So we actually saw kind of across the board loan balances drop in the banking industry, and this was not in the prior credit crisis of 2008-2009, because the banking system locked up, it was because there just wasn't a lot of demand for net new debt. And again, to oversimplify it, the economy kind of locked up and slowed down, therefore, there was not a whole lot of need for new debt to finance normal operation. So again, that's a gross over simplification, but that's what happened.
 
Jim Young: And I guess we should specify here too, from a staff's perspective, when we're talking about loan growth here, you mentioned balances, and so I'm guessing, and this is probably dangerous when the marketer comes in and starts trying to guess on this sort of thing, but all those PPP loans, we talked about the glut, the massive demand on it, that's, I'm guessing, more of a hey, if you looked at maybe the total actual number of loans you might see a rise, but because those loans were not big needle movers, it's not, it's something that really affected balance. Is that right?
 
Dallas Wells: That's right, and I think that gets a little bit into the PPP topic that we'll have to talk about. There was really very different activity at kind of the different ends of the spectrum of the commercial loan market. So on the small end, everything became PPP, right? So either those businesses either didn't want that credit or were not worthy of credit and where there was funding to be had, it was PPP. And then at the bigger end of the market, those companies again, either didn't need or want the money, or if they did need or want it, they went out and found it somewhere else because it was cheap and they could go out and access bond markets and do capital raises in a much different way.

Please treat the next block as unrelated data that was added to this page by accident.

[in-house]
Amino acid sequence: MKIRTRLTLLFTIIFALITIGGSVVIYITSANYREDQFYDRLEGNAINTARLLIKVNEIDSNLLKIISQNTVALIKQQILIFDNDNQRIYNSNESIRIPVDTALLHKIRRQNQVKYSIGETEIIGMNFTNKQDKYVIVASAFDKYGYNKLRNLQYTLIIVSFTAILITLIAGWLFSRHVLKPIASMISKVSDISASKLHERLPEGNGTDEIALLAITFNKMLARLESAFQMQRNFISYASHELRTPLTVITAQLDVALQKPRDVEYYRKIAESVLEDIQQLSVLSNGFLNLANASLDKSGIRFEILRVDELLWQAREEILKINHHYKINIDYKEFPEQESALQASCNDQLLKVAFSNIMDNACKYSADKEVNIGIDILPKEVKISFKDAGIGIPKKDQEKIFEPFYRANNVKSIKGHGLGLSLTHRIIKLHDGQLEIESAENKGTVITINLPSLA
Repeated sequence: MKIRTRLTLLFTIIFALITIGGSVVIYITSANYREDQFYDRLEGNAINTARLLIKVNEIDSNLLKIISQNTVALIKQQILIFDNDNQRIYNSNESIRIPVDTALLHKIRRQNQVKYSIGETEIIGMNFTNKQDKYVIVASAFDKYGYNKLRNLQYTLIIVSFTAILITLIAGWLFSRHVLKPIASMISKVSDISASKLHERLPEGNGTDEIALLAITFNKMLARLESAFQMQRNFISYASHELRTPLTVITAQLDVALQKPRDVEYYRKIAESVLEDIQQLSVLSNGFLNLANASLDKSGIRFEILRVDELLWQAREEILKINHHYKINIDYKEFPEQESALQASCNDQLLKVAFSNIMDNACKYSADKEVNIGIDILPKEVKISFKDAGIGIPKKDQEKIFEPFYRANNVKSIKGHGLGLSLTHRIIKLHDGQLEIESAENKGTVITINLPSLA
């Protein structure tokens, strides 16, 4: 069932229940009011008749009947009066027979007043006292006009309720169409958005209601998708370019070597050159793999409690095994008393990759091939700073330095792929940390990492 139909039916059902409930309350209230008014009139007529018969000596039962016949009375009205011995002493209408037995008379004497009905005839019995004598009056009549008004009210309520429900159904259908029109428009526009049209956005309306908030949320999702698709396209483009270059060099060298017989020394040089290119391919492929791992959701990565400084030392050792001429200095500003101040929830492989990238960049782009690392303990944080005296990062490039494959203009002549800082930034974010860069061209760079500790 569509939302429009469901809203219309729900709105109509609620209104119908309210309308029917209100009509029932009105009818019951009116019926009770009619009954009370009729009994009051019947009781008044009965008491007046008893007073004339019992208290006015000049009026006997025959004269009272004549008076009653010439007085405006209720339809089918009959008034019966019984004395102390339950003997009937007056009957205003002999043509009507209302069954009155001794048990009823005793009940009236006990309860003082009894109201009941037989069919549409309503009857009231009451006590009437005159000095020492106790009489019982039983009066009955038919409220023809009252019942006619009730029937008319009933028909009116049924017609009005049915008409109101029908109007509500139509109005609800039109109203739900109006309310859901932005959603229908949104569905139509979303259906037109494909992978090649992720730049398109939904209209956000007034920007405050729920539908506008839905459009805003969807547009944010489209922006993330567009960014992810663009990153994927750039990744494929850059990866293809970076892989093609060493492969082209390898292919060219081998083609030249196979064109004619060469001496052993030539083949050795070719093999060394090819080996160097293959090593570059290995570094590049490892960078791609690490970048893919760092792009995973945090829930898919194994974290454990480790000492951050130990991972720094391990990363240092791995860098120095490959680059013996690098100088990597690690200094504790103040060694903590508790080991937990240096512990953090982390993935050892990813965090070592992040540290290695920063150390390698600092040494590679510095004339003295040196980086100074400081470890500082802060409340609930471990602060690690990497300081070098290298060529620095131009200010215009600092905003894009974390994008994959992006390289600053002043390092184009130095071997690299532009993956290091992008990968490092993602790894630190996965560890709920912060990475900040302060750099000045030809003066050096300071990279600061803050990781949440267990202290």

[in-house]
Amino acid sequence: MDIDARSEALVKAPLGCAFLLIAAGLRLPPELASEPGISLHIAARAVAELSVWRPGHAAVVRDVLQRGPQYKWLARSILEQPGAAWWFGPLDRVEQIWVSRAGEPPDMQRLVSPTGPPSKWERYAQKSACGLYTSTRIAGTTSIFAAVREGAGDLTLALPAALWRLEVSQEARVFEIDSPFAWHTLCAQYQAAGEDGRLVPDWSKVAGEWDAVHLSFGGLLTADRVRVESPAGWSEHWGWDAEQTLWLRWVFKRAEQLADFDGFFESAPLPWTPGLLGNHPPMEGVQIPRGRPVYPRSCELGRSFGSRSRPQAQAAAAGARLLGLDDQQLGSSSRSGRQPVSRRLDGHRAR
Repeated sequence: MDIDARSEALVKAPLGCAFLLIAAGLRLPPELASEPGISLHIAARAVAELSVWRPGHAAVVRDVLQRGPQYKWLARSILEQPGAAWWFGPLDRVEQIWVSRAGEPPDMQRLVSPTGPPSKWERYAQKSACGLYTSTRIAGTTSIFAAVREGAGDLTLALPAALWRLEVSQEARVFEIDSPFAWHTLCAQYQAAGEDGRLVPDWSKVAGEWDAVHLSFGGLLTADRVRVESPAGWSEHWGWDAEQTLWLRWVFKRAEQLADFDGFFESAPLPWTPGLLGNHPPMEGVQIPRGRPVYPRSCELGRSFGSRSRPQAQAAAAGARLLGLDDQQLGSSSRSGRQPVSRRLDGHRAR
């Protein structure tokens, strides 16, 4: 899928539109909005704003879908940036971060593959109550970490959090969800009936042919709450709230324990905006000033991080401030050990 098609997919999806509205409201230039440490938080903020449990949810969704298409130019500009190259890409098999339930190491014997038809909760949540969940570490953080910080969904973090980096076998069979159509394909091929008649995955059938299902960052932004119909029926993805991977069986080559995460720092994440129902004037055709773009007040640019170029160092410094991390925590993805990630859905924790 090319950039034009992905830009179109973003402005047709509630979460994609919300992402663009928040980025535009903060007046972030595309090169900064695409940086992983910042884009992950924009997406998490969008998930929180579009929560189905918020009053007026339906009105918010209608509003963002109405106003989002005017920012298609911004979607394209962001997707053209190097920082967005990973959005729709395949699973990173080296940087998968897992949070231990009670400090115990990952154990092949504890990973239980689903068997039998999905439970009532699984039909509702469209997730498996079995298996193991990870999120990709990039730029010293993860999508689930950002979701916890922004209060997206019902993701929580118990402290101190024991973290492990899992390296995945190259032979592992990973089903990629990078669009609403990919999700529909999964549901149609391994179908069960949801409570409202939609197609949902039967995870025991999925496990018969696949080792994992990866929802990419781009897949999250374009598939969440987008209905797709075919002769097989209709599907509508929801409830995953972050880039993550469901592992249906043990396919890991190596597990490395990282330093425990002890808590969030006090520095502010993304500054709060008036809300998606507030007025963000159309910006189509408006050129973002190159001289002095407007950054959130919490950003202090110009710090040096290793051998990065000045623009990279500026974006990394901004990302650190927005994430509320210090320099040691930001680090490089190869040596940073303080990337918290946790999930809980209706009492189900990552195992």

Jim Young: All right. Well, you slightly stole my thunder here on my next question there, because I was just about to say, "Well, where do you mean, what else?" But you already said it. Because the Wall Street Journal mentioned a bond boom, and companies, instead of taking out those loans, just issued debt that investors could buy up. Okay, it makes sense to me, and again, as the non banker marketer here, I guess, why was that more prevalent in 2020 than previous years? I mean, it's obviously an option you can always choose if you're ... Well, if you have that option, you can always go with it, so why more prevalent?
 
Dallas Wells: Yeah. More prevalent just because it was borderline free money, so rates dropped across the board. And again, if we look at it from a macro perspective, essentially the Fed fired up the printing press.
 
Jim Young: Yes.
 
Dallas Wells: So injecting infinite liquidity and maybe just as important, the trick they learned from the financial crisis, the promise of infinite liquidity. So it's one of the great quotes from the financial crisis. It was the Hank Paulson quote of, "If you have a bazooka in your pocket, you don't necessarily have to use it. Just everyone has to know that you have it."
 
The Fed has made clear through the last crisis and through this one that liquidity will not be the ultimate issue. They will make sure that there is liquidity in the works. So they spun up all kinds of new funding mechanisms, they renewed some asset purchases, they reduced the short-term borrowing rates. So what that results in is low interest rates across the yield curve and investors of all kinds with just gobs of liquidity and out there desperately seeking yield, which means any credit worthy borrower of any size out there now had this possibly once in a lifetime opportunity to issue debt really cheaply.
 
So those that accessed those revolving lines of credit in the spring, if we give a hypothetical use case, if you are a medium-sized, a large corporate borrower, and you have a $50 million revolving credit facility, things looked really ugly in March of 2020, so you access that revolver and you pull down the $50 million bucks. Then you wait. Interest rates get really cheap, the financial markets remain open, there is investors everywhere, willing to loan you money really cheaply.